In the fast-paced world of internet technology, techniques and strategies are constantly being declared “dead,” and that’s probably more true in real estate than any other industry.
Right now, one of the most-targeted tactics for the “dead” list is the real estate landing page.
Although real estate landing pages are abused and used in misguided ways, they still represent a useful, relevant method for agents to capture client information — and they’re very far indeed from pushing up daisies.
So why do some real estate agents insist that the landing page has gone the way of the dinosaur? Most likely because they’re making some kind of mistake and not following the basic rules on how to build a high-converting real estate landing page.
Before you declare your landing page strategy bereft of life, check to make sure your complaints don’t fall into one of these categories — and that you’re not guilty of the real problem in any case.
You set up a landing page and were expecting a flood of leads from it — instead, you got Mickey Mouse (or maybe Mantle) registering with an firstname.lastname@example.org address and a fake mobile phone number. What gives?
Maybe all your visitors are pranksters — or maybe the real problem is that your landing page isn’t offering the visitors something valuable in exchange for their actual information.
Here is some real talk you might not want to hear: You aren’t going to get a real name and email address if you’re forcing visitors through a landing page and lead capture form so they can do something like … search for homes for sale.
You might not like it, but those visitors can very easily hop off to Zillow or realtor.com instead — or find another real estate agent’s website with IDX search and no registration requirement.
So consider your lead magnet — the piece of content or information that you’re offering visitors in exchange for their email address. If it’s a checklist, guide or other PDF or printable material, then set up your landing page so that the item gets delivered via email (and therefore the visitor won’t receive it if they enter a fake address).
If you don’t have a lead magnet, then you need to seriously reconsider your entire landing page strategy (and frankly, we’re not all that surprised it’s not working out well for you). Maybe you’re the kind of consumer who happily gives out accurate email addresses and phone numbers left and right without expecting any reward or compensation — if so, know that you are rare and becoming increasingly rarer.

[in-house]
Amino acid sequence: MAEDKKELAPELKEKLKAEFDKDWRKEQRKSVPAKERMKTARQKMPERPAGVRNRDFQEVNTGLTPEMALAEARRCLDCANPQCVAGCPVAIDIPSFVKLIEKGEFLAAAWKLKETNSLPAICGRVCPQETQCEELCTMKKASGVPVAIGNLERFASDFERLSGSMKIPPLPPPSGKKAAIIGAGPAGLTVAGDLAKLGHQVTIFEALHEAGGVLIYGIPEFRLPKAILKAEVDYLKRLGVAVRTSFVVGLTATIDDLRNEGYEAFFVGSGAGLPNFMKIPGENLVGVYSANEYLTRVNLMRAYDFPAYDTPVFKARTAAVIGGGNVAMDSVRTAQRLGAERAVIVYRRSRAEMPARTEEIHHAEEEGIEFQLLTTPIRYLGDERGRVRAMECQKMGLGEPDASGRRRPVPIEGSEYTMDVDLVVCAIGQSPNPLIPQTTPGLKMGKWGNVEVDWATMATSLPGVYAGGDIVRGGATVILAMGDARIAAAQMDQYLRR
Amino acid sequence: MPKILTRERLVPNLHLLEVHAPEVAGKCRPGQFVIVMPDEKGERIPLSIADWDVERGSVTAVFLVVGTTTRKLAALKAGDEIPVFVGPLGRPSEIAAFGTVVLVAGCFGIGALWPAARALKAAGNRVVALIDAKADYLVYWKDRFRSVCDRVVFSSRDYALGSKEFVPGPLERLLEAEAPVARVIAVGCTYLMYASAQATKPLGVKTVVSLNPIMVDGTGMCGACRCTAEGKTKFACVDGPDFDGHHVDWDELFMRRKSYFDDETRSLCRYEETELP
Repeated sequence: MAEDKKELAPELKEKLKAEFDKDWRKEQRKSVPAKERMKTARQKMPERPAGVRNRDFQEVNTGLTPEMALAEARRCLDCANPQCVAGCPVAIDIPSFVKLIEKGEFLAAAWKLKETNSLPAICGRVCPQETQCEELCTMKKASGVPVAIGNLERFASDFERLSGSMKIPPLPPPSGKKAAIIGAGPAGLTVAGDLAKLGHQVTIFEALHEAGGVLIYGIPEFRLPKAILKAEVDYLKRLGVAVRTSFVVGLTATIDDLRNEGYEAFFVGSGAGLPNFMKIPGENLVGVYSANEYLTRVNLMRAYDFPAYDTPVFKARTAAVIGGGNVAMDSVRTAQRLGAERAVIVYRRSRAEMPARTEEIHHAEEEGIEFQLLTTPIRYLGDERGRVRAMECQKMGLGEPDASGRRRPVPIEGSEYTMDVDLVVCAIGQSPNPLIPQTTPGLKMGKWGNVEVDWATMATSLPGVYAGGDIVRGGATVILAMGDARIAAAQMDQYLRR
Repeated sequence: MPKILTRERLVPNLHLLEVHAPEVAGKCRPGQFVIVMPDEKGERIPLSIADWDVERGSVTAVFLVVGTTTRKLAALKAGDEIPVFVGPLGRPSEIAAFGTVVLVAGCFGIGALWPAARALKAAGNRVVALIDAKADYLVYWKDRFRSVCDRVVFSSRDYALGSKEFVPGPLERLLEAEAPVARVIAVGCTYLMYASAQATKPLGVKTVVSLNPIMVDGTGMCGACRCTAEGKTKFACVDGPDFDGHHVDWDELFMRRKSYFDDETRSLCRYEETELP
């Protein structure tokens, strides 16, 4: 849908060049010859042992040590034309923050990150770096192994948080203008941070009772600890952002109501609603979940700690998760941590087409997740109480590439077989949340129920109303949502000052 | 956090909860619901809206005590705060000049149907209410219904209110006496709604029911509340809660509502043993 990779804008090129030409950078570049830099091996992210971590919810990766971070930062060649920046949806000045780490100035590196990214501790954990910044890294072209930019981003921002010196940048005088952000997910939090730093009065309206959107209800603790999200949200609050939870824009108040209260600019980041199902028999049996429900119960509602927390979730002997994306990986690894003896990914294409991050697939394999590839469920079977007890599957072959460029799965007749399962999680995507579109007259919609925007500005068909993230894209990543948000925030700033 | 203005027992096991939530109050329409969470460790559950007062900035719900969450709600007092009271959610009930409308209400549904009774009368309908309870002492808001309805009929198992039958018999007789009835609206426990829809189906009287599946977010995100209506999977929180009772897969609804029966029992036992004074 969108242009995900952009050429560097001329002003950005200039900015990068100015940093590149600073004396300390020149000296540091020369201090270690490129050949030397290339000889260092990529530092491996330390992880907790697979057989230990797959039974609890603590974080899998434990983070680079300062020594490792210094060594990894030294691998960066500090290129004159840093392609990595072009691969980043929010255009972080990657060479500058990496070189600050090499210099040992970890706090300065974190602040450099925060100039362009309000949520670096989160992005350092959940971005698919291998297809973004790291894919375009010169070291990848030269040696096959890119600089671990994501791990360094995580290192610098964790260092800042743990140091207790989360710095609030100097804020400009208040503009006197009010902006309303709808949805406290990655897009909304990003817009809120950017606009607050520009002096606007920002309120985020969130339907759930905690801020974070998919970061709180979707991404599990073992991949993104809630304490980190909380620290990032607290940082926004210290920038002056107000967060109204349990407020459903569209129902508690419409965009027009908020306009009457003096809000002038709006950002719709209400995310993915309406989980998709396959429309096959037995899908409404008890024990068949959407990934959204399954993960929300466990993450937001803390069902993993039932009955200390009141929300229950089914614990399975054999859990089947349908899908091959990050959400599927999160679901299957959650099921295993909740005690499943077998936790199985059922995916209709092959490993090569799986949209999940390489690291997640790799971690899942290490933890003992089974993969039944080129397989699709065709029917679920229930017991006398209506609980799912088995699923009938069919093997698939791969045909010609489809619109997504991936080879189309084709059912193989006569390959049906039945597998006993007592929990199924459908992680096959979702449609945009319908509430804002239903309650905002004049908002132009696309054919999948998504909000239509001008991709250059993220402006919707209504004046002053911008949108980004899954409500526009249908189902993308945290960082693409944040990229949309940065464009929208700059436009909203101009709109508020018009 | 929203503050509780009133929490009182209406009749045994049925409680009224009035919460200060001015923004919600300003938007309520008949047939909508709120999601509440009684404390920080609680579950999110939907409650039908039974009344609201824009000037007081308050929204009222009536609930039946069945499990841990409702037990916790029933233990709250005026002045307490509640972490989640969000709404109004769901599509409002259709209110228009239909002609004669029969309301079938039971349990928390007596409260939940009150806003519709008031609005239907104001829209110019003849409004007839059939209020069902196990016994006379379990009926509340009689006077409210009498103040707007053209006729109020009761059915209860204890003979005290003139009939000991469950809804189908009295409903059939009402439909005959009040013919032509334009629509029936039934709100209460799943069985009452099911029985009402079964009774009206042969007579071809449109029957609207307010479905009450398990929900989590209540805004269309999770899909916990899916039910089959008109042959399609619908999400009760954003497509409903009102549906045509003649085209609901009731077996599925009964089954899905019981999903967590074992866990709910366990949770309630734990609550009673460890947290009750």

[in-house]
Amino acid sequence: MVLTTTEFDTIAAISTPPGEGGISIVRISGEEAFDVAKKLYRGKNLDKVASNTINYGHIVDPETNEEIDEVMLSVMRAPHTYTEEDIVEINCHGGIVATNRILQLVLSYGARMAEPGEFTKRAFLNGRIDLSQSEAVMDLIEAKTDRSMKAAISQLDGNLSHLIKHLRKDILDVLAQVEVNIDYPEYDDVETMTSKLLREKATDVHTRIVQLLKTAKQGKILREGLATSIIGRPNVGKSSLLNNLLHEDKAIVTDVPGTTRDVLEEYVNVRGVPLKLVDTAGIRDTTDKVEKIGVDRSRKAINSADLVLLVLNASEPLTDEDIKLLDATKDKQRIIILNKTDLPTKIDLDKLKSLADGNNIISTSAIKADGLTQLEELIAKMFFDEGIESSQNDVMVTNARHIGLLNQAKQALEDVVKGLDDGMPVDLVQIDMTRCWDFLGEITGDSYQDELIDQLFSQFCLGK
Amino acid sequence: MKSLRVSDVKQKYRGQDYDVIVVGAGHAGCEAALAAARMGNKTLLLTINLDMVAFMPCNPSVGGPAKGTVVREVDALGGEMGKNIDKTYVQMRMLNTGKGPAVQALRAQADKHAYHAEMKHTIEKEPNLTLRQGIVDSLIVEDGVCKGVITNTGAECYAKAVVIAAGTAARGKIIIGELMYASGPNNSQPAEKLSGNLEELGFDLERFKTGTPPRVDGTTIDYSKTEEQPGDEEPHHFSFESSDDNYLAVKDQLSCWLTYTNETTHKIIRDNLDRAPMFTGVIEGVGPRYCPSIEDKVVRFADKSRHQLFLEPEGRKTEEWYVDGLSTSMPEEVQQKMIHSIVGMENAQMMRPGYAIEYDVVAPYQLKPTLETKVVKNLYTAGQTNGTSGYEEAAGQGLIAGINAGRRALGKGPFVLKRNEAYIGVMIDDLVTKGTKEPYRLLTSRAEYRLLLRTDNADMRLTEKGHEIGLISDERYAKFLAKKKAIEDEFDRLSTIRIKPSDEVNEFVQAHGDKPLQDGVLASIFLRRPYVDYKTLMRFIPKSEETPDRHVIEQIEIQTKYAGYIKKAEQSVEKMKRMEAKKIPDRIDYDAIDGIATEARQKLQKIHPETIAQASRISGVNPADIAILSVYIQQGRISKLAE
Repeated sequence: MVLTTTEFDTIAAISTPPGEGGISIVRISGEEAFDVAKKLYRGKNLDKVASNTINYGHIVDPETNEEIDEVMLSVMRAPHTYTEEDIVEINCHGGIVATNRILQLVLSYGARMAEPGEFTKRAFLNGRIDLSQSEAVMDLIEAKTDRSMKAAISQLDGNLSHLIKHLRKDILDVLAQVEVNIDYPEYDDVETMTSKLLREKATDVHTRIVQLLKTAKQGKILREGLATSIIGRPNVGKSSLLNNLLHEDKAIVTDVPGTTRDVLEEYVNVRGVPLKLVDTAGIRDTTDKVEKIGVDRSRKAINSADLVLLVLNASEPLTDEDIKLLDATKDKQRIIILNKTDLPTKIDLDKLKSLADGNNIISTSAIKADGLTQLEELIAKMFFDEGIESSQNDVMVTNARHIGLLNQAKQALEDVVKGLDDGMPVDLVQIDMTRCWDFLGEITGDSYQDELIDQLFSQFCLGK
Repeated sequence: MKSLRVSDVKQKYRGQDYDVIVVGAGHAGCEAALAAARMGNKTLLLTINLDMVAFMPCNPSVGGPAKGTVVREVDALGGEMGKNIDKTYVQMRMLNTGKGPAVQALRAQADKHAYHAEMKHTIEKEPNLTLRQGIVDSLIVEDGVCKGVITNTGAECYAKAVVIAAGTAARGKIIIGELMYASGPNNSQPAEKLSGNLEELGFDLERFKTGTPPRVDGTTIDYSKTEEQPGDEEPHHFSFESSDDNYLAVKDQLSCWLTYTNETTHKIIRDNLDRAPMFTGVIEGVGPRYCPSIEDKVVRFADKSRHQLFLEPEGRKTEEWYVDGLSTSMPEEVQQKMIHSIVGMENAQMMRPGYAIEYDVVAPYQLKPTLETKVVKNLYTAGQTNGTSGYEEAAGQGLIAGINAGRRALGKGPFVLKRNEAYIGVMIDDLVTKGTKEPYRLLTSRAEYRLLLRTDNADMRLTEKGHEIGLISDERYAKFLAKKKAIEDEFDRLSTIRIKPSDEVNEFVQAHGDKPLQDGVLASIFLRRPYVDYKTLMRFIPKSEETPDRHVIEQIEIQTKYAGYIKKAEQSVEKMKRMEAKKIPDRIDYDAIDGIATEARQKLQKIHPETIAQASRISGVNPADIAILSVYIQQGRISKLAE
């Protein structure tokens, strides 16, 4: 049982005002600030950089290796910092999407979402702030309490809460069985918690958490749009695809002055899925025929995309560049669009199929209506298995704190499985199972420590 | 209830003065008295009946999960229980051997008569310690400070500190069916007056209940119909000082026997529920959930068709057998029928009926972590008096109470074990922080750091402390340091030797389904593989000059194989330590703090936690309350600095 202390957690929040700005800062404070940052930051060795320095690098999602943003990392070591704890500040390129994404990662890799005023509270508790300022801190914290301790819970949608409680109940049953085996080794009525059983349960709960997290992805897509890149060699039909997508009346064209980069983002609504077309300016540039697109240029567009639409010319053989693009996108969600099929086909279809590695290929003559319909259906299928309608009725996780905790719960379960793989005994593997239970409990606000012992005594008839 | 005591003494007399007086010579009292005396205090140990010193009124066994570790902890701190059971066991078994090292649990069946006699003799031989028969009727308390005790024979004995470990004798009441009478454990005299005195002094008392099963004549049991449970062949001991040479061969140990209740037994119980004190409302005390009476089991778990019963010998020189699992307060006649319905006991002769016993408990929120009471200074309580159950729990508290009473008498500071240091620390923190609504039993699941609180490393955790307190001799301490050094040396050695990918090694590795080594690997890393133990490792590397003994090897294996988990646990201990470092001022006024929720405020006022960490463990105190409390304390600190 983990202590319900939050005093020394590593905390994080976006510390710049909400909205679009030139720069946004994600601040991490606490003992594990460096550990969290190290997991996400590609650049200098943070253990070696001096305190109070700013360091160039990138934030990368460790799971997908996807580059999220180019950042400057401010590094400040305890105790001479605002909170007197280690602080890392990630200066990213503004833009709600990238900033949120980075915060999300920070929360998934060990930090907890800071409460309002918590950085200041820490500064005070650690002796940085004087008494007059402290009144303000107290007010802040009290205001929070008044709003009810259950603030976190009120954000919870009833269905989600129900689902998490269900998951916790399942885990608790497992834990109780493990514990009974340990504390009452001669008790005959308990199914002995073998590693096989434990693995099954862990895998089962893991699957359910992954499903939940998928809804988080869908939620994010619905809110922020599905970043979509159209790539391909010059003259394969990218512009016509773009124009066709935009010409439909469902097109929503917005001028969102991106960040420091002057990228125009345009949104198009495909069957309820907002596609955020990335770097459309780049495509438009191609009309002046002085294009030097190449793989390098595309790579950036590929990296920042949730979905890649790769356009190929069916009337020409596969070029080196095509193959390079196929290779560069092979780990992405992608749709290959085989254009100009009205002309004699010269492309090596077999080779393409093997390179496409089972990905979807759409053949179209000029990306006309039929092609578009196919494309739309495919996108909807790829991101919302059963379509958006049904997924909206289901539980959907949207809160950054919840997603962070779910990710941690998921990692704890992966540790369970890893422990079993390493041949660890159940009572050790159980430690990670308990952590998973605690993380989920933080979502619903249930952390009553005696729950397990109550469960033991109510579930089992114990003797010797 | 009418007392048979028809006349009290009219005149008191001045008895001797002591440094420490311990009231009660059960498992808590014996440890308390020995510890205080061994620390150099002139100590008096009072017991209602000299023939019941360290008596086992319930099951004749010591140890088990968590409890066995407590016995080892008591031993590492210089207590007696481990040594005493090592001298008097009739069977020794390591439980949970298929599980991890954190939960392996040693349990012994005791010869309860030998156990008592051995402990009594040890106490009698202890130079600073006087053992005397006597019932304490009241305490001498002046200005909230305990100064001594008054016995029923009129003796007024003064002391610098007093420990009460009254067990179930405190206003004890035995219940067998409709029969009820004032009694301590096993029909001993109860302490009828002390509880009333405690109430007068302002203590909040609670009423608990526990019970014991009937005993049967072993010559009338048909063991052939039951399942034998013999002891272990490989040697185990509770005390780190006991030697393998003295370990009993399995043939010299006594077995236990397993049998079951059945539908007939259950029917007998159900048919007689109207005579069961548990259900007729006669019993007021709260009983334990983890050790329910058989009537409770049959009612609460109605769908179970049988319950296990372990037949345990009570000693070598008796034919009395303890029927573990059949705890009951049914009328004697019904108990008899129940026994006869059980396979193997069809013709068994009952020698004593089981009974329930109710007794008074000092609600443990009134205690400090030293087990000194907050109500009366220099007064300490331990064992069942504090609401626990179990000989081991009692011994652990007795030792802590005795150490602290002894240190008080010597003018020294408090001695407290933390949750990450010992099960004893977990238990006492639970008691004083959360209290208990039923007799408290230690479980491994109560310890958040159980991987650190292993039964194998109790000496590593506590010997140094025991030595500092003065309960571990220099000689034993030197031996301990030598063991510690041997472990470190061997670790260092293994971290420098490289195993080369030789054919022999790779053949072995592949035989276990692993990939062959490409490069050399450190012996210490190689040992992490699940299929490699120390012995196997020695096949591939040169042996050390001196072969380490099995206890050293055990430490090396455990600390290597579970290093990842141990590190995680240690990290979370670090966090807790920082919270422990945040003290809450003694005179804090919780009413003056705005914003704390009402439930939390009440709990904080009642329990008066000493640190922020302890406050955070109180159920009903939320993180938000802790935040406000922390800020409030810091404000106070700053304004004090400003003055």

And if this is your biggest complaint about landing pages, then a simple adjustment to your lead magnet delivery should get you back on course without having to abandon ship entirely.
So … exactly how long is this form that nobody seems to be able to finish?
It’s really tempting to try to gather all of the information about your leads in the initial capture form. After all, the lead is there and answering your questions. Why not ask a few more?
Because it’s annoying as all get-out for your prospects, is why. Be honest, real estate agents: What do you need with a cell phone number when a curious potential buyer only wants access to your “Moving To My City Guide”?
That curious potential buyer knows the possible repercussions of being too generous with a phone number. He or she has probably given a real estate agent a real number in complete innocence and lived to regret it when that agent wouldn’t quit calling.
Ask for a name — first and maybe last. Ask for an email address (and take steps to make sure it’s real — see above).